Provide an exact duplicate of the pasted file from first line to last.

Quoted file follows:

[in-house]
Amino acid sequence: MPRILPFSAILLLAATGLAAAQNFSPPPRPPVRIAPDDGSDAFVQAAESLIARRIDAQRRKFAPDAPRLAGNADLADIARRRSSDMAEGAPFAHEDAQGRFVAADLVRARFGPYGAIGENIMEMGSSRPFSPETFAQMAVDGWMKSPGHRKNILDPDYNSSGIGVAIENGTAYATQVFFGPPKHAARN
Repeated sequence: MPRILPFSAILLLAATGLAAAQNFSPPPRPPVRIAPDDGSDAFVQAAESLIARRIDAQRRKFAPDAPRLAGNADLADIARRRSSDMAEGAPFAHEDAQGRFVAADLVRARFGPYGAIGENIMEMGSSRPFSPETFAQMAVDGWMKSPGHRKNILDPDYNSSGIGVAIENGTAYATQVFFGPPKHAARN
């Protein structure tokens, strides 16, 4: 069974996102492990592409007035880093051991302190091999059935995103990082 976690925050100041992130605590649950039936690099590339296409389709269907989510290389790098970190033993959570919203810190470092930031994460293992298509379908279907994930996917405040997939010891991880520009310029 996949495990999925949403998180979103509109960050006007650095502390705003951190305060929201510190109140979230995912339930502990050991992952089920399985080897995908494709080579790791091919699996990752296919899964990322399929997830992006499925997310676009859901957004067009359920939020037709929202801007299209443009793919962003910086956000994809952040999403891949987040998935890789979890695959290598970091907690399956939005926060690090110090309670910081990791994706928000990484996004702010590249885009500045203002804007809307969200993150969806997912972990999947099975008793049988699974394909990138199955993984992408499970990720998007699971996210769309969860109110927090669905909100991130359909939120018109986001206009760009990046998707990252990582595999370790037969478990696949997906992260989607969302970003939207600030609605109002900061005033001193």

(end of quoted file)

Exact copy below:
[in-house]
Amino acid sequence: MPRILPFSAILLLAATGLAAAQNFSPPPRPPVRIAPDDGSDAFVQAAESLIARRIDAQRRKFAPDAPRLAGNADLADIARRRSSDMAEGAPFAHEDAQGRFVAADLVRARFGPYGAIGENIMEMGSSRPFSPETFAQMAVDGWMKSPGHRKNILDPDYNSSGIGVAIENGTAYATQVFFGPPKHAARN
Repeated sequence: MPRILPFSAILLLAATGLAAAQNFSPPPRPPVRIAPDDGSDAFVQAAESLIARRIDAQRRKFAPDAPRLAGNADLADIARRRSSDMAEGAPFAHEDAQGRFVAADLVRARFGPYGAIGENIMEMGSSRPFSPETFAQMAVDGWMKSPGHRKNILDPDYNSSGIGVAIENGTAYATQVFFGPPKHAARN
């Protein structure tokens, strides 16, 4: 069974996102492990592409007035880093051991302190091999059935995103990082 976690925050100041992130605590649950039936690099590339296409389709269907989510290389790098970190033993959570919203810190470092930031994460293992298509379908279907994930996917405040997939010891991880520009310029 996949495990999925949403998180979103509109960050006007650095502390705003951190305060929201510190109140979230995912339930502990050991992952089920399985080897995908494709080579790791091919699996990752296919899964990322399929997830992006499925997310676009859901957004067009359920939020037709929202801007299209443009793919962003910086956000994809952040999403891949987040998935890789979890695959290598970091907690399956939005926060690090110090309670910081990791994706928000990484996004702010590249885009500045203002804007809307969200993150969806997912972990999947099975008793049988699974394909990138199955993984992408499970990720998007699971996210769309969860109110927090669905909100991130359909939120018109986001206009760009990046998707990252990582595999370790037969478990696949997906992260989607969302970003939207600030609605109002900061005033001193």